A volatile thick brown oil with a bitter taste, obtained from the woody portions of Juniperus oxycedrus, used as a pharmaceutical necessity and for the topical therapy of dermatoses. Called also cade oil, Haarlem oil, and silver balsam.

Dorlands Medical Dictionary

Not to be confused with juniper oil, juniper tar (most commonly called cade oil) comes, of course, from the juniper shrub, specifically the European variety. It's primarily used on dermatological disorders - eczema and psoriasis in humans and a number of rashes, hives, and other irritant-related cutaneous diseases in animals. It is hyped as being effective and bringing blemishes to the surface quickly for easy removal. For some reason, the Food and Drug Administration banned the advertising of juniper tar in skin care products on November 17, 1990, noting that no evidence of the oil's effectiveness could be found in any scientific research. Apparently, the warnings in the FDA ruling weren't unfounded, as those suffering from epilepsy and high blood pressure may suffer ill effects from applying juniper tar to the skin.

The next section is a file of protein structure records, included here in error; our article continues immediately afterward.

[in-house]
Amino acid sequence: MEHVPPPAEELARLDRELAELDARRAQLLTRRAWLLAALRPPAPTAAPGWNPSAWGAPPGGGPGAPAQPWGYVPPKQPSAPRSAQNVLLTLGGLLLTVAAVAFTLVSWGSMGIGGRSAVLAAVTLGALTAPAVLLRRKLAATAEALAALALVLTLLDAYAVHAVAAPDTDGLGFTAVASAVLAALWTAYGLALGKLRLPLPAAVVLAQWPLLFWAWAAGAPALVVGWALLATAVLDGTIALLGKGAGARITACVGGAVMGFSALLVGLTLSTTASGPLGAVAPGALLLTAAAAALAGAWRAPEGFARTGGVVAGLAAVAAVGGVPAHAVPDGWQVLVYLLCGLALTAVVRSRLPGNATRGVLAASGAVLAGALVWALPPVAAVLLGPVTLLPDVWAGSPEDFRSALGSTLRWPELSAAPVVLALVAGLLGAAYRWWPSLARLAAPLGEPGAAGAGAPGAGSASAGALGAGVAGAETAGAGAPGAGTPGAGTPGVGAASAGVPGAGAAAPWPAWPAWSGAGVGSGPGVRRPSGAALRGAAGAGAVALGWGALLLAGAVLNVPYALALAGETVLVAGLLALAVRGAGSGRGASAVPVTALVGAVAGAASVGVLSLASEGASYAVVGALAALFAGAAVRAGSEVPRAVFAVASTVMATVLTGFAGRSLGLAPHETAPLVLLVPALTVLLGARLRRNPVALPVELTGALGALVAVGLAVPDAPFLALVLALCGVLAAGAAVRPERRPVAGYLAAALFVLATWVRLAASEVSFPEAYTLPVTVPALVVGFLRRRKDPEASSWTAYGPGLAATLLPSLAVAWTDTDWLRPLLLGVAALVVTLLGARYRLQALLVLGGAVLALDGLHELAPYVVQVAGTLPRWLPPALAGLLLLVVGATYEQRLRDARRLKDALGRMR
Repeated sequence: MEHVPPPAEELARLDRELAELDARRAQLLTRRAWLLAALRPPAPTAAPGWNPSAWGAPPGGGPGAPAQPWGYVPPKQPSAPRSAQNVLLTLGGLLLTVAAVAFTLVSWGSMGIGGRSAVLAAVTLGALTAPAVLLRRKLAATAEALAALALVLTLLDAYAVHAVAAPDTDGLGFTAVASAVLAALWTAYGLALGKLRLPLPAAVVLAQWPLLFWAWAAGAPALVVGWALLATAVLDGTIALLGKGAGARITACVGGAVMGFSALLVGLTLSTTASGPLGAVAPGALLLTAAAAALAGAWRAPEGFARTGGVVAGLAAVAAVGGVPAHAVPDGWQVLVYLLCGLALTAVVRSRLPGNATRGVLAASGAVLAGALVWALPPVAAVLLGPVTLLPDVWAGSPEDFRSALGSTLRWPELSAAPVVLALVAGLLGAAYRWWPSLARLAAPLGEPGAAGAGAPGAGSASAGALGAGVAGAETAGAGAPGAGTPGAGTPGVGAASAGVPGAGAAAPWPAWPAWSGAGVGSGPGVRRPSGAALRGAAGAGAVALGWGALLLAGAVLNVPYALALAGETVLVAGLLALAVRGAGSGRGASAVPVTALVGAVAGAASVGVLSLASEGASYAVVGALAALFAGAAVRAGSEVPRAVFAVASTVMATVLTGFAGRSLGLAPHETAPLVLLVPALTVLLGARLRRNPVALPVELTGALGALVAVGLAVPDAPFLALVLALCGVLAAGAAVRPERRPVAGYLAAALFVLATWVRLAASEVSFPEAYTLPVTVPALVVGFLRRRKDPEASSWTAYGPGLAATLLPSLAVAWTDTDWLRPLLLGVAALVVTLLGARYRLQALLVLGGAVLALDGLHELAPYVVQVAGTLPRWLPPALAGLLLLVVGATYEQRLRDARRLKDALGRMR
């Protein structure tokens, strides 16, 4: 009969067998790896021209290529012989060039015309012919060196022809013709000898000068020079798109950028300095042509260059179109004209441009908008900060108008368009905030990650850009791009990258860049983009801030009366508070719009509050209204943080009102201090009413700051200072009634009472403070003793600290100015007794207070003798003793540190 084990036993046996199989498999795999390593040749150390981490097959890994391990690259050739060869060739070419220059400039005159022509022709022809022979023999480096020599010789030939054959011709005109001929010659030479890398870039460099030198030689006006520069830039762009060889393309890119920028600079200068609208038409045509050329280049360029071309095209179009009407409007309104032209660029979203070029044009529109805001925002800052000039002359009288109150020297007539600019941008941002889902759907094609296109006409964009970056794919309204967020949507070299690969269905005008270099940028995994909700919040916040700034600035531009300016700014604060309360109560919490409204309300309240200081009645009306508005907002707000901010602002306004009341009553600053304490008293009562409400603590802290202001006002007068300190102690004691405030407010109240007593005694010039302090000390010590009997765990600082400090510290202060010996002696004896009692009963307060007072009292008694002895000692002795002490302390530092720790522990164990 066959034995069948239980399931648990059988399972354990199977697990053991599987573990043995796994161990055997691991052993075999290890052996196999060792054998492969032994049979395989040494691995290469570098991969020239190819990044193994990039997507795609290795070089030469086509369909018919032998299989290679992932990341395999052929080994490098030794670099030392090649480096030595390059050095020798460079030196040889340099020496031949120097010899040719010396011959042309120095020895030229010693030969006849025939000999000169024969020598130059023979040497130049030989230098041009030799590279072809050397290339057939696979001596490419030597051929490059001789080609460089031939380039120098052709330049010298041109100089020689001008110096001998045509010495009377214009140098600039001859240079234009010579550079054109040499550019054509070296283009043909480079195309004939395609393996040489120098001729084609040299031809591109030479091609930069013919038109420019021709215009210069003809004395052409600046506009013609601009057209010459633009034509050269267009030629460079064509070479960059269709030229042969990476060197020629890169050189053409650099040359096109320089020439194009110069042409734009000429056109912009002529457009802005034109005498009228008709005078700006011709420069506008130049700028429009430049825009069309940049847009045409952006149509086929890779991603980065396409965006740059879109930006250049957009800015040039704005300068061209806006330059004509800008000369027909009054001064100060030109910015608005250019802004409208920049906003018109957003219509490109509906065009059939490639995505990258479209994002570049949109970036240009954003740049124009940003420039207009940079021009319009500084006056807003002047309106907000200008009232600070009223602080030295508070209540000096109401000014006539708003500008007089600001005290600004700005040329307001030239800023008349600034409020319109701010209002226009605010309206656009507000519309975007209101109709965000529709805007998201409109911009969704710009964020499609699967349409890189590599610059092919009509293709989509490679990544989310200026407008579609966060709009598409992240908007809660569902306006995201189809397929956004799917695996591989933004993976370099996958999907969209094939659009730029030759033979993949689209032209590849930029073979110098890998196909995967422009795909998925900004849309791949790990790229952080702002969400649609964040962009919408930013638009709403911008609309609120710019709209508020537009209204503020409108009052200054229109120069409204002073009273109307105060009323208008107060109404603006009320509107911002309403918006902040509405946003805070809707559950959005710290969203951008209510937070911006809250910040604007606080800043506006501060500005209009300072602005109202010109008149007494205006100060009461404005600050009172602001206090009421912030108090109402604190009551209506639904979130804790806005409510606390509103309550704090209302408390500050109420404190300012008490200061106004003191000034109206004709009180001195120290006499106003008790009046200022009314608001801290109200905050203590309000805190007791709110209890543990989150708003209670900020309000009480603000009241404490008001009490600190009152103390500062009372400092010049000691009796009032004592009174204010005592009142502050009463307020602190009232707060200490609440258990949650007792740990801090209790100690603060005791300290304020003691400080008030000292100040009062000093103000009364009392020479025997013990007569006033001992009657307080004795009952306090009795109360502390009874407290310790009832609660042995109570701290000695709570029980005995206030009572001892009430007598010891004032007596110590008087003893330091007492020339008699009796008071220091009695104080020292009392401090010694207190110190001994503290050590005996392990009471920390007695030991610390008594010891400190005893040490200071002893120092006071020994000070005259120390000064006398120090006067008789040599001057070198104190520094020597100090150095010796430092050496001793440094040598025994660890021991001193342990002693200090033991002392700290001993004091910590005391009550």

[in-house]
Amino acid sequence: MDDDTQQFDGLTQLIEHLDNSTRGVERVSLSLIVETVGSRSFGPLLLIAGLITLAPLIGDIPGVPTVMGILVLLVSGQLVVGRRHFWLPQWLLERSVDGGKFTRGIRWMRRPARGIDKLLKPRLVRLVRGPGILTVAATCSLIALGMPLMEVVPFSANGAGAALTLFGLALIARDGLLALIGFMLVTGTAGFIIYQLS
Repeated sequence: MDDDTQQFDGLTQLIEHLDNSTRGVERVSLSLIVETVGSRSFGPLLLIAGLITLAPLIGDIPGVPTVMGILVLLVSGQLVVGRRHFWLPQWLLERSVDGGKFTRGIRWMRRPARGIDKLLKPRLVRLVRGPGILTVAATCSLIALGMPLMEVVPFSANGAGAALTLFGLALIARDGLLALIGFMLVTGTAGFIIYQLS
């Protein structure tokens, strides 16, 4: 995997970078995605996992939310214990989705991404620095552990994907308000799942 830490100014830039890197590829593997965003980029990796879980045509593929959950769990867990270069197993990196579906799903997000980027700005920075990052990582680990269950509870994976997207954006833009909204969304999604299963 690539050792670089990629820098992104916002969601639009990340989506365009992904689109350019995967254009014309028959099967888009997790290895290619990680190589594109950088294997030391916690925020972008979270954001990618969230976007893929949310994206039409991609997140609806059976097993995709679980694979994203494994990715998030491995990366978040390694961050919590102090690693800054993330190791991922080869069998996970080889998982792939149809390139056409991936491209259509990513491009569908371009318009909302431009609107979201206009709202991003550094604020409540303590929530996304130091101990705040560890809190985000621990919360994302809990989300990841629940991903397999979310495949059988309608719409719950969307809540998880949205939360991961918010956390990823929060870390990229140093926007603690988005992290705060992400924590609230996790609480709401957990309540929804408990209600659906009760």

Not just limited to medical purposes, well-distilled juniper tar can be added to meat and seafood - it has a smoky aroma and flavor which can greatly add to the presentation of a meal. It also has the faint scent of pine oil, making it useful in soaps and tanning resins wishing to capture that outdoor feel.

In general, a half-liter of juniper tar will set you back around $60, although you can of course mix it into your bathwater a small capful at a time, ensuring healthy skin and a clean complexion. (Or maybe I'm bluffing! I don't even know. Reports conflict.)

Source: Google and a lot of piecework.

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